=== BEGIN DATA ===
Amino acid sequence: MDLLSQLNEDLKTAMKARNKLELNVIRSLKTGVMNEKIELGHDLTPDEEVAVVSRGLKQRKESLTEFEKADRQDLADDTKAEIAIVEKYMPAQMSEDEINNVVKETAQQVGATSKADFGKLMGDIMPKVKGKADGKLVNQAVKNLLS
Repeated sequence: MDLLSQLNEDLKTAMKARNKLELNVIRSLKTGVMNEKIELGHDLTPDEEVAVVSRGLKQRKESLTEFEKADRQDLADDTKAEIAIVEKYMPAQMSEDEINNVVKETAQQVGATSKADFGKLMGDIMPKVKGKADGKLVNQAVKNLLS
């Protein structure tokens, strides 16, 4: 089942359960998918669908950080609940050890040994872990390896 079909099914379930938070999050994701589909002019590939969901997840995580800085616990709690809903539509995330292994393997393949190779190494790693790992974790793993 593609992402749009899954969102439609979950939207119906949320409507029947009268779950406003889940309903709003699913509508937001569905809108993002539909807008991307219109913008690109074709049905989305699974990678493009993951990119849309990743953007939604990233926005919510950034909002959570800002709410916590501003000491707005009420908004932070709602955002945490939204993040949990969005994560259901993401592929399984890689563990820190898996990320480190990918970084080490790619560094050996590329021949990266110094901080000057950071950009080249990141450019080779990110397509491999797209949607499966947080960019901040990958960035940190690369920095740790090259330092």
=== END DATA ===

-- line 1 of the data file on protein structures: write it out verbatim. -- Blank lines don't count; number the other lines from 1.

Amino acid sequence: MDLLSQLNEDLKTAMKARNKLELNVIRSLKTGVMNEKIELGHDLTPDEEVAVVSRGLKQRKESLTEFEKADRQDLADDTKAEIAIVEKYMPAQMSEDEINNVVKETAQQVGATSKADFGKLMGDIMPKVKGKADGKLVNQAVKNLLS